Gateway CO

John Hendricks is the founder and former CEO of The Discovery Channel. Almost a quarter century ago, he started buying up land near Gateway, Colorado, in order he said, “to save it.” Gateway was a small, bucolic rural wide spot in the road and its residents were, for the most part, blissfully poor. Hendricks changed all that.

He told interviewers for, “When I was growing up, my father always told me stories about the Gateway Canyons area,” Hendricks says. “The first time I visited it, I fell in love with it.”


According to Hendricks, he never forgot that visit, so in the late 1990s, he bought a ranch near the unincorporated town of Gateway. At first he held executive retreats there. Then he got serious.

Hendricks built a 27,000 square foot home for himself, then turned his attention to a commercial enterprise on a scale larger than anything anyone might have imagined possible.

In 2005, The Zephyr reported that:

Zephyr Story on Gateway Home

His Gateway Canyons Resort includes motels, restaurants, retails stores and one of the largest vintage automobile museums in the world. Coming soon…a golf course, convention center, a luxury vacation lodge and something called the Palisade Academy. The Grand Junction Sentinel says it’s a “getaway for intellectuals.” Hendricks calls it “a vacation for your mind.”

But this is how it works. Hendicks’ resort is expected to draw thousands of visitors. Now the BLM wants to develop a management plan for the 200,000 adjacent acres of public land.

According to the Sentinel story, “BLM spokeswoman Mel Lloyd said the resort will ‘benefit from being surrounded by public lands so their guests can go play there.’”

Here was public land, relatively untouched by anyone. Now the BLM thinks it needs to accommodate the thousands of tourists who will come to this remote part of Colorado for the first time.

The old and the new...Gateway Resort. 2010
The old and the new…Gateway Resort. 2010

Opposition to Hendricks’ Gateway dynasty by environmentalists in western Colorado was and continues to be negligible. He managed to buy off his opponents with charitable contributions to scores of non-profit organizations across the Western Slope, including land conservation easements with a value of $2,275,000 to The Nature Conservancy of Colorado.

Jump ahead a decade. Two years ago, Hendricks announced he was selling his 27,000 square foot mansion and the lands around it, including horse and bison pastures, an airstrip and hangar, helipad, stables, and even an observatory. All that for only $149 million.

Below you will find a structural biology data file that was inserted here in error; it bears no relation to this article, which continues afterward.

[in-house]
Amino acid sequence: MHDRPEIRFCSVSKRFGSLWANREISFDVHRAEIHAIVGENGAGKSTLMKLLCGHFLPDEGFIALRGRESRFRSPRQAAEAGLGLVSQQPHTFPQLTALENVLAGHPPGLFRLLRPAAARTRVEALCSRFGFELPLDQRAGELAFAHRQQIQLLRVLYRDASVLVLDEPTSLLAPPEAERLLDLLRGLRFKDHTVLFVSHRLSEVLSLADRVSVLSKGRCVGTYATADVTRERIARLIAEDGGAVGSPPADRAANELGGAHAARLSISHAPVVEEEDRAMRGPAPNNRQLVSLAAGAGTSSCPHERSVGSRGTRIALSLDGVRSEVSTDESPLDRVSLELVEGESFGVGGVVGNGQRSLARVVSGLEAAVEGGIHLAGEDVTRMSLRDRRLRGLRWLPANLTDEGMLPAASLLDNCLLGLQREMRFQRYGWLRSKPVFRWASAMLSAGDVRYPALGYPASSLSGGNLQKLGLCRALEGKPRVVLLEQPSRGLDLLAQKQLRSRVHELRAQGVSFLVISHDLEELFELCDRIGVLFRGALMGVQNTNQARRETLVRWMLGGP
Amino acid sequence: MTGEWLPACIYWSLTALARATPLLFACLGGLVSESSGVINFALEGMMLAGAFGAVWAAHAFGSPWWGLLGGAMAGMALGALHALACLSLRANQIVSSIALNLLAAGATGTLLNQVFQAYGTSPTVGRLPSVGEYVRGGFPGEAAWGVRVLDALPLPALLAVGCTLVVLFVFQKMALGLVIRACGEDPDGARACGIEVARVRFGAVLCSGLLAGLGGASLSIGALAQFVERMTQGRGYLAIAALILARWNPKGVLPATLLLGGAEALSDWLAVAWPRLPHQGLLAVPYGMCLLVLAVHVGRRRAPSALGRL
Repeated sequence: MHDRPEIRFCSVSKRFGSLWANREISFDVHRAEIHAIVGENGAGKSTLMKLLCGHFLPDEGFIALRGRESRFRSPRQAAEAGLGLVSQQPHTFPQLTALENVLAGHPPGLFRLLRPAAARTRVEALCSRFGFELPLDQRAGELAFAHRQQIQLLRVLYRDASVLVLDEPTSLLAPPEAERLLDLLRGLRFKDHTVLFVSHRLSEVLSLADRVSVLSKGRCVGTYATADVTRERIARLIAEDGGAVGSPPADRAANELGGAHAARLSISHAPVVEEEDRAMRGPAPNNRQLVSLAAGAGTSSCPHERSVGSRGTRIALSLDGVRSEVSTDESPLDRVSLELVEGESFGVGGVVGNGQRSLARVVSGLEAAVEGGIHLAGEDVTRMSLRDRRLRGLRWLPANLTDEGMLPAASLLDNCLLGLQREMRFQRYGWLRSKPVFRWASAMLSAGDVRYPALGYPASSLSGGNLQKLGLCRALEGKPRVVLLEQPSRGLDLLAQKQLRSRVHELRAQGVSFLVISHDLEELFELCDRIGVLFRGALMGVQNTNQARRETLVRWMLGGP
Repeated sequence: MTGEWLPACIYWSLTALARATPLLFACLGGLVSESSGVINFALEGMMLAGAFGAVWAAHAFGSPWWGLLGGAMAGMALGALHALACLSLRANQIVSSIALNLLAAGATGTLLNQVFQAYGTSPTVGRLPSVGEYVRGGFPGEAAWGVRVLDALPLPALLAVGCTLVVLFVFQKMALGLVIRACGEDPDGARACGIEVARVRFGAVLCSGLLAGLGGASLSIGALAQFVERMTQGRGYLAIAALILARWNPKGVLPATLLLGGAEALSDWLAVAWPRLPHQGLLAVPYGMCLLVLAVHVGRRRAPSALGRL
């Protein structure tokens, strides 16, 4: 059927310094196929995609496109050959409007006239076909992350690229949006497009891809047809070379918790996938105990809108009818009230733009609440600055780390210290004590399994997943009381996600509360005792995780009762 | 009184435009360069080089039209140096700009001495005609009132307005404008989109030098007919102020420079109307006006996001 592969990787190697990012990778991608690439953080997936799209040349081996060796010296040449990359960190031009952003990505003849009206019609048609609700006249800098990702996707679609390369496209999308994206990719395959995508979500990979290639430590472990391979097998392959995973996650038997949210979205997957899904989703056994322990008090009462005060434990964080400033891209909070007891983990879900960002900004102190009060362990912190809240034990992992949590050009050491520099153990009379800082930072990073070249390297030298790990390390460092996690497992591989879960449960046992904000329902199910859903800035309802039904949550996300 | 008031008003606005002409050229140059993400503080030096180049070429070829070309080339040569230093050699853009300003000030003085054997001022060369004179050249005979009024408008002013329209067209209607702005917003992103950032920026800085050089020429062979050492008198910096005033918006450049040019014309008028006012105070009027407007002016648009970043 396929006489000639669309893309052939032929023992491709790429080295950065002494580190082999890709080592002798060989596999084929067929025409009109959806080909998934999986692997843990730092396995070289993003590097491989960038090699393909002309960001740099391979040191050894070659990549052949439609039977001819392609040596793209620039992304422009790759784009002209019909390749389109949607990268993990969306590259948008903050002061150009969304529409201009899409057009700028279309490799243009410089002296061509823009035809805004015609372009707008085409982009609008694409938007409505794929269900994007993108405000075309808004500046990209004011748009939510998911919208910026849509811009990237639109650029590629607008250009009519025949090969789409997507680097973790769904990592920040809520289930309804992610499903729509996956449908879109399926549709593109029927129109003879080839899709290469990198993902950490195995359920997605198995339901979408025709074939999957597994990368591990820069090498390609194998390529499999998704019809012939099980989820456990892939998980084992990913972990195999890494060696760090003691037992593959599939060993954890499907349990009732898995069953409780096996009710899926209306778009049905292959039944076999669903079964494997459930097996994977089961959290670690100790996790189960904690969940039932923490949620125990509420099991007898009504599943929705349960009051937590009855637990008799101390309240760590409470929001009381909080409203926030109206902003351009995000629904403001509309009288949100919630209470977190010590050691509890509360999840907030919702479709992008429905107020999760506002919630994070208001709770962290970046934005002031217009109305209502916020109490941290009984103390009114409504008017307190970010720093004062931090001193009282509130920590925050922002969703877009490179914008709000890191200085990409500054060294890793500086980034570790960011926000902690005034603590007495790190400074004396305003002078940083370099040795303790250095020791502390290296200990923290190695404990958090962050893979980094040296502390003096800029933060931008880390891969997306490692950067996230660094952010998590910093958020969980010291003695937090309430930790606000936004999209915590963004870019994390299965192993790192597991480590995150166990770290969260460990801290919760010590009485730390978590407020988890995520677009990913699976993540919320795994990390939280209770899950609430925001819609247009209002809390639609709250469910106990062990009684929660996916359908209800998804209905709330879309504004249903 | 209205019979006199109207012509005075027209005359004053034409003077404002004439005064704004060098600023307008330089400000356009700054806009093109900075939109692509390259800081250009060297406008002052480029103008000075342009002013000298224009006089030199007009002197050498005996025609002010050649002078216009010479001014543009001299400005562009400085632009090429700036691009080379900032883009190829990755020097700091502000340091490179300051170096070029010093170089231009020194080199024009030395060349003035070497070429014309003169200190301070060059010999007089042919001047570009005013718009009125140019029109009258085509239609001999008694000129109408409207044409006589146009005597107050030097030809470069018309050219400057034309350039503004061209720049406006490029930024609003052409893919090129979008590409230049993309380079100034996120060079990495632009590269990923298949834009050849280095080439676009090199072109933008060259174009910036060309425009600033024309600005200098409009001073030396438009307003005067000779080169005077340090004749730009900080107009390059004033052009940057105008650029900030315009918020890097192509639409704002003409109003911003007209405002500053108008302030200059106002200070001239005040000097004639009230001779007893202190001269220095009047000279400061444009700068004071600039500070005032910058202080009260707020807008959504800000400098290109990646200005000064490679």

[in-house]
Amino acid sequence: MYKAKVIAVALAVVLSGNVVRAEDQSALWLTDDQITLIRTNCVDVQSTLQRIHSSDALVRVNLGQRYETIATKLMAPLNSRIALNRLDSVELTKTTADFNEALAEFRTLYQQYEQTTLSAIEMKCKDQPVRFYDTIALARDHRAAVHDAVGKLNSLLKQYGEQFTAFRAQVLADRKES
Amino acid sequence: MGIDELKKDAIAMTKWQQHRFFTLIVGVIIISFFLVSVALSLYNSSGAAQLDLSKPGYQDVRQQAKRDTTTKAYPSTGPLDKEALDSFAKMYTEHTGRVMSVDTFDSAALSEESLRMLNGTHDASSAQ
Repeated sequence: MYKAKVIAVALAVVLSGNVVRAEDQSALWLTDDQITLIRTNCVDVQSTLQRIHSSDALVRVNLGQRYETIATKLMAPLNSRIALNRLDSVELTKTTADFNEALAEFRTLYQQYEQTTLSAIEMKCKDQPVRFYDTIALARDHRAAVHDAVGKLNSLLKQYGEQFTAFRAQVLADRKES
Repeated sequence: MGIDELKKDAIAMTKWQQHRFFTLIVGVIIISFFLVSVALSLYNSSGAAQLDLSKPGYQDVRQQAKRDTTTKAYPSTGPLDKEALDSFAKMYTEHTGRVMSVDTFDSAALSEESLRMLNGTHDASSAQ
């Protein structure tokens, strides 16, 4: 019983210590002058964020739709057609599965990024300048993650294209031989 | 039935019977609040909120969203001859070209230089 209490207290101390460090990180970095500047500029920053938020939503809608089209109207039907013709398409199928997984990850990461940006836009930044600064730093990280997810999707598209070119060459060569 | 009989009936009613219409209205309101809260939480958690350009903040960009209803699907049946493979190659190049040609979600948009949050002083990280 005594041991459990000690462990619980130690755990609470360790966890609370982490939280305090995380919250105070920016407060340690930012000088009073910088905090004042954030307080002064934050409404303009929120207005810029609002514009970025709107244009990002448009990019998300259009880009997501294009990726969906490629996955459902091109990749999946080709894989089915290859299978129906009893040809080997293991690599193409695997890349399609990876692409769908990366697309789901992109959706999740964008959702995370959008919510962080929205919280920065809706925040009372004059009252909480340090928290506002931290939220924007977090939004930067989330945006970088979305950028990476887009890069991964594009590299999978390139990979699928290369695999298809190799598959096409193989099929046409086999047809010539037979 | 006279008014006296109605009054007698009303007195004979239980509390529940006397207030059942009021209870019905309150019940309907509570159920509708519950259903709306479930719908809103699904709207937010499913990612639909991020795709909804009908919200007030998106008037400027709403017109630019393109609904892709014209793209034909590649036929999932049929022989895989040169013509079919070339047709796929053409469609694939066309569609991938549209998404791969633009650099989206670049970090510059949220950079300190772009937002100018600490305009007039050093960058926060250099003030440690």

And now, according to Business Insider, he wants to free himself of all his Colorado holdings; among them, Gateway Canyons Resort, to the tune of $279 million, according to the Wall Street Journal. He’s ready to ditch the luxury lodge, the vintage cars, the “72 guest suites across several lodges and private residences, five restaurants, and business conference facilities.”

It all has to go…for $279 million. Maybe he wants to get back to the simple life. One thing is for sure. Gateway will never be the same place he came to “save” twenty years ago. The place which, as it was, burned its own remote beauty into his memory so deeply, that he returned years later, to destroy it.

Gateway Resort Sign
When travelers coming down the highway reached the bottom of the valley, and the Dolores River, they found  these cottonwood trees, a magnificent pasture, and the red cliffs beyond. All that wasn’t enough for John Hendricks

Jim Stiles is Founder and Co-Publisher of the Canyon Country Zephyr.

Note: Our thanks to Jim Joslyn for noticing that we’d mislabeled the Dolores River. We appreciate it!

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  1. Bob Sherrill
    February 3, 2020 at 6:20 pm

    I’ll have to disagree with the “relatively untouched”. The road from Gateway up John Brown Canyon was built for Uranium/Vanadium mining purposes. Union Carbide alone mined many thousands of tons for their mill in Uravan. Many other companies mined there too and what wasn’t sent to the mills went over the edge into the drainages below where removal is impossible except by forces of wind, water and gravity. Most of the surface traces of the mines have been mitigated, but plenty of evidence is still there.

    I happen to think that the resort was an improvement over the resource extraction industry that employed and killed many of its workers. That said, I also think that the resort complex was a little overkill. I wonder if the gnats won out?

  2. Bob
    February 4, 2020 at 8:48 am